Magazine February 10, 2020, Issue

It’s Getting Better All the Time

(Lisi Niesner/Reuters)

In recent years I’ve written a number of contrarian columns arguing that modern life has, by nearly every quantifiable measure, improved for the vast majority of humanity over the past 40 years. 

These pieces serve a dual purpose: First, they allow me to push back, in my own small way, against the prevailing pessimism that dominates so much of our discourse. Second, they allow me to troll Millennials, who often seem to function under the ahistorical misconception that they live in a uniquely challenging era. 

My articles generate a barrage of criticisms, some more compelling than others, but there’s always one especially puzzling line thrown into the mix: “What did we really get, old man — cheap smartphones?” 

As a matter of fact, yes. 

Smartphones are the most extraordinarily practical gadget ever invented. I can say this confidently and marshal facts to support my thesis, because for only a few hundred bucks I now have access to all of human knowledge, whenever I want, wherever I am. 

I’m a Gen X’er, but even I have a tough time remembering what it felt like to have to go to a library and dig up a book to track down the answer to a simple question. If I had told my 20-year-old self that one day there would be a sleek device in my hand that instantaneously allowed me to watch virtually any movie or television show, listen to any song ever recorded, read any newspaper, magazine, or novel, look at any piece of art, speak to anyone anywhere in the world, I would have bet my Walkman you were lying. In countless ways, reality has outpaced the science fiction of my childhood. 

So, yes, you get a cheap smartphone. 

You also get a satellite guidance system. Anyone who grew up watching his parents argue over a giant unfurled paper map can tell you there were an incalculable number of man-hours lost searching for elusive destinations. Now you know not only exactly where you are and what traffic looks like, but how long it will take to get to where you’re going. 

You also get a camera that takes professional-quality pictures of your family, pets, and friends that can be instantly overshared with everyone in your life. You get a video recorder that produces high-definition movies. You get an answering machine. You get apps that count your calories, measure your pulse, count your steps, find you a date, get you a taxi, and let you purchase basically anything you desire. You get a radio, a notebook, and a calendar. You also get to be involved in a massive conversation with thousands of people with whom you share your interests.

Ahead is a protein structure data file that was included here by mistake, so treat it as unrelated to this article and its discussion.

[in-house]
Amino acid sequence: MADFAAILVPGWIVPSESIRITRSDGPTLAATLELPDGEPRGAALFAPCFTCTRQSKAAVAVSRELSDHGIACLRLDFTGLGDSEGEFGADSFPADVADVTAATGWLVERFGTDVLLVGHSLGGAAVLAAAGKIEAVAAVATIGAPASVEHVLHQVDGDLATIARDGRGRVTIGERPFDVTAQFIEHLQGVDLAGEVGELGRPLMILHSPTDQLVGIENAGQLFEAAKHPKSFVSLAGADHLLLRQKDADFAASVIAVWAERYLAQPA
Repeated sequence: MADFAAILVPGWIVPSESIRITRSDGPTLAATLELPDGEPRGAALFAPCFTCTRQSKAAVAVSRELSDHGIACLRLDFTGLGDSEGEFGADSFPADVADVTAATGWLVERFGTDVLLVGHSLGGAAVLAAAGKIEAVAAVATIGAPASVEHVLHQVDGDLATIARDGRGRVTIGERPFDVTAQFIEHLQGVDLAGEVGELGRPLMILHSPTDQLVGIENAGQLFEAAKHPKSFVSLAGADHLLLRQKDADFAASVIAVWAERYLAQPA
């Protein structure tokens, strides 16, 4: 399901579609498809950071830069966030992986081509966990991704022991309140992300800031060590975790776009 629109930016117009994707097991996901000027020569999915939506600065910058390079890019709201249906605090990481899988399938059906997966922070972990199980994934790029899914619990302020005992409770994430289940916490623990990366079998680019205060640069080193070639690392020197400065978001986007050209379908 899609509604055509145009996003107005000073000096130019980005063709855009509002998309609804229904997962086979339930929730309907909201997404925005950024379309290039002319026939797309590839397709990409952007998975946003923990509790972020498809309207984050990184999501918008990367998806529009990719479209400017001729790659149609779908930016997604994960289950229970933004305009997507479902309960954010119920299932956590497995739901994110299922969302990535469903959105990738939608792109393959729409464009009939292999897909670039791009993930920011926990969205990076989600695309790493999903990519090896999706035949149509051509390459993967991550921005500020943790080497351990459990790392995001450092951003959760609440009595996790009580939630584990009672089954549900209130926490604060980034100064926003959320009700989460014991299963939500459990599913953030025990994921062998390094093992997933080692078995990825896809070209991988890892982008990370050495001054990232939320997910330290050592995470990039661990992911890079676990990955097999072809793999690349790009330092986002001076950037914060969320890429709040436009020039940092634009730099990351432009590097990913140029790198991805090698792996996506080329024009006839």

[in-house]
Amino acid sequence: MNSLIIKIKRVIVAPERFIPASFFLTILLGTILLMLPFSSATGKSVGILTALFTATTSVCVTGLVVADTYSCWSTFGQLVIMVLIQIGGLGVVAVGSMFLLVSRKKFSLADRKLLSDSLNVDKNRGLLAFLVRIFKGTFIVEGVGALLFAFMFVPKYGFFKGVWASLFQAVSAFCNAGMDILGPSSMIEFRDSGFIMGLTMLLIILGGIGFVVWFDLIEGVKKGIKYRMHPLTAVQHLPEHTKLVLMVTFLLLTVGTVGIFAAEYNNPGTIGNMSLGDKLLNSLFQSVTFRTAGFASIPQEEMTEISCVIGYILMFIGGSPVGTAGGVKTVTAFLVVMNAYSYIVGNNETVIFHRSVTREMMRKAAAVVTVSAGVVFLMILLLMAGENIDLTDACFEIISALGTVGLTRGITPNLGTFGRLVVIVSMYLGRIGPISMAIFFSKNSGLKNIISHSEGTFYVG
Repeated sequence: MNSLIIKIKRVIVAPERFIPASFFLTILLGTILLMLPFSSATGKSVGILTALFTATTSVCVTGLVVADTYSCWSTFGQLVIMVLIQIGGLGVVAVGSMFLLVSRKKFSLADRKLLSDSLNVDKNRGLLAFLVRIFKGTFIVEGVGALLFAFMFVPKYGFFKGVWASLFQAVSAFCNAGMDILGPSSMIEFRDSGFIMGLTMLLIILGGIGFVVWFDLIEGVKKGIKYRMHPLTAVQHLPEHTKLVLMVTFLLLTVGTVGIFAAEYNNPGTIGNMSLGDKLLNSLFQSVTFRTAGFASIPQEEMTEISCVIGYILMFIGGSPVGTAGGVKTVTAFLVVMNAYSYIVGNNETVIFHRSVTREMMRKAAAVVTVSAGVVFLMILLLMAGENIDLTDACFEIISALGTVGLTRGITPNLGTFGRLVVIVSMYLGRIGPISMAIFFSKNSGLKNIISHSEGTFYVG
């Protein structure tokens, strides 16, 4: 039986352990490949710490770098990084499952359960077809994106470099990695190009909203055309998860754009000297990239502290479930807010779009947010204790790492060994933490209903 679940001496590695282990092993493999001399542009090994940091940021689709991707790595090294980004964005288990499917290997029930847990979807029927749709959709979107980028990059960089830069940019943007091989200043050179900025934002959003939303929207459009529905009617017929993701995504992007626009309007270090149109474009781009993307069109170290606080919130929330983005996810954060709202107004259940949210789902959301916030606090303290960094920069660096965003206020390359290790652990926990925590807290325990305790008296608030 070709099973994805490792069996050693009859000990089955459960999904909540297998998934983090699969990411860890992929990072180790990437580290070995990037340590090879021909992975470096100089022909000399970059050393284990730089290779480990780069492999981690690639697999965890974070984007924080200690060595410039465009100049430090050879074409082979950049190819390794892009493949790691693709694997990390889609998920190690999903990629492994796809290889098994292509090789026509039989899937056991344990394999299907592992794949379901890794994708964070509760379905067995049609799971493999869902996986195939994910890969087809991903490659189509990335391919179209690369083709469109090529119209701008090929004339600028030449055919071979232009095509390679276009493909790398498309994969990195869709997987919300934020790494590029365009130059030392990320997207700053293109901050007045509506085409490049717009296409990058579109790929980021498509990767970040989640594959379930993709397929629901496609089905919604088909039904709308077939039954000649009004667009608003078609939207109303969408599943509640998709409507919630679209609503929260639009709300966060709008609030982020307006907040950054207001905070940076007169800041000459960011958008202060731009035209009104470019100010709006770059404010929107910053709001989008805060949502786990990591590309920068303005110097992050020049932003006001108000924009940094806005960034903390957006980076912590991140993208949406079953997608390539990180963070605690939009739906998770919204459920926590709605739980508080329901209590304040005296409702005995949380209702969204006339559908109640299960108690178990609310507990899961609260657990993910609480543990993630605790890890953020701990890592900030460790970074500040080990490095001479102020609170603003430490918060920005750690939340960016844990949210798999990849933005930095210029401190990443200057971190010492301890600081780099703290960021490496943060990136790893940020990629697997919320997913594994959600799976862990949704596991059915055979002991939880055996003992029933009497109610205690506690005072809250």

Oh, and a portable phone.

Most important, though, you get apps dedicated to bringing you every morsel of news about your favorite sports team. Thirty years ago you would have had to track down a pay phone and call a service where another human being would tell you the score. Life is good.

Describing these smartphones as “cheap,” by the way, isn’t disparaging. It is merely an admission that innovations in technology, efficiency, and trade have made smartphones so affordable that even those of modest means can own a supercomputer without appreciating it.

There are, granted, a number of good reasons young people don’t walk around in awe of their technology. Basically they’re the same reasons I don’t walk around dumbfounded by airplanes or pasteurized milk or vaccines or the wheel. Every generation lives in its own reality. Yet I also don’t remember dismissing my Atari 2600 as cheap junk. 

One wonders whether we’re less apt to appreciate advances because so many of them are now predicated on shrinking things. We tend to romanticize colossal industrial efforts that brought us skyscrapers or dams — people have spent a lifetime trying to convince me that Robert Moses was a hero rather than a villain — or the state-led efforts that rallied citizens and industry to put men on the moon. 

Over the past decades technology has gotten increasingly tiny and less obviously substantial. In 2018, for example, the same year NASA was unveiling its new plans to send men to a lifeless, cold rock called “Mars,” MIT researchers announced that they’d figured out how to shrink objects to nanoscale — which is to say, smaller than anything you could see through a regular microscope — using a laser

It took immense self-control for me not to type a bunch of exclamation points at the end of the previous sentence. Because, using lasers, humans are building nanorobots that will repair your body on a cellular level by doing things such as delivering chemotherapy to cancer cells rather than ravaging your entire body and monitoring your blood to warn you of illness while helping you heal. 

Soon scientists will be using CRISPR gene-editing technology to slice diseases out of your makeup and replace them with new, healthy DNA. Hey, we are also going to Mars. One of these projects will excite the masses, and the other will benefit mankind.

None of this is to argue that sending people to another planet is a complete waste of time. Exploring is what we’ve always done. Nor is it to argue that there aren’t any negative externalities associated with technology. Anyone who has a kid with a smartphone understands this well. Techno-utopianism is as shortsighted as any other utopianism. It is, however, to say that the instinct to dismiss the remarkable things we do is a reflection of not only an unhealthy discourse but an unhealthy historical self-awareness. You get cheap smartphones. And that’s amazing. 

David Harsanyi is a senior writer for National Review and the author of First Freedom: A Ride through America’s Enduring History with the Gun

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